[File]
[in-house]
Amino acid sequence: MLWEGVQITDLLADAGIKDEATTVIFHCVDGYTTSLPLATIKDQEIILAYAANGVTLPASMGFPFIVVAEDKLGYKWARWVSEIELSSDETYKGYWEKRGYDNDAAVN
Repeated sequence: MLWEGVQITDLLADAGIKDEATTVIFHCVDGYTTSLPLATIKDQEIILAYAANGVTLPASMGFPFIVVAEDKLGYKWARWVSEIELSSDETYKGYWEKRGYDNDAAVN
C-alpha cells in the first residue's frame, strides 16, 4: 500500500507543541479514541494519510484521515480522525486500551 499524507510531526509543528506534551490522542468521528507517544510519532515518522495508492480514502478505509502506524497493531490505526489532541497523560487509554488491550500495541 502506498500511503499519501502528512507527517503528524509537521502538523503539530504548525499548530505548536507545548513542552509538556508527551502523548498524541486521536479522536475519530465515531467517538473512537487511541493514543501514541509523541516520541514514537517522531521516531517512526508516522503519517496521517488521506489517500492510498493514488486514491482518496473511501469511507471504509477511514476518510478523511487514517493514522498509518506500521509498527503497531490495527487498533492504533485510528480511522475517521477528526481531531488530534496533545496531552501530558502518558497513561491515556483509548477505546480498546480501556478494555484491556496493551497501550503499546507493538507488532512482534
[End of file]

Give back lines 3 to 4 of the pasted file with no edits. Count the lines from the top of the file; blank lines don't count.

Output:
Repeated sequence: MLWEGVQITDLLADAGIKDEATTVIFHCVDGYTTSLPLATIKDQEIILAYAANGVTLPASMGFPFIVVAEDKLGYKWARWVSEIELSSDETYKGYWEKRGYDNDAAVN
C-alpha cells in the first residue's frame, strides 16, 4: 500500500507543541479514541494519510484521515480522525486500551 499524507510531526509543528506534551490522542468521528507517544510519532515518522495508492480514502478505509502506524497493531490505526489532541497523560487509554488491550500495541 502506498500511503499519501502528512507527517503528524509537521502538523503539530504548525499548530505548536507545548513542552509538556508527551502523548498524541486521536479522536475519530465515531467517538473512537487511541493514543501514541509523541516520541514514537517522531521516531517512526508516522503519517496521517488521506489517500492510498493514488486514491482518496473511501469511507471504509477511514476518510478523511487514517493514522498509518506500521509498527503497531490495527487498533492504533485510528480511522475517521477528526481531531488530534496533545496531552501530558502518558497513561491515556483509548477505546480498546480501556478494555484491556496493551497501550503499546507493538507488532512482534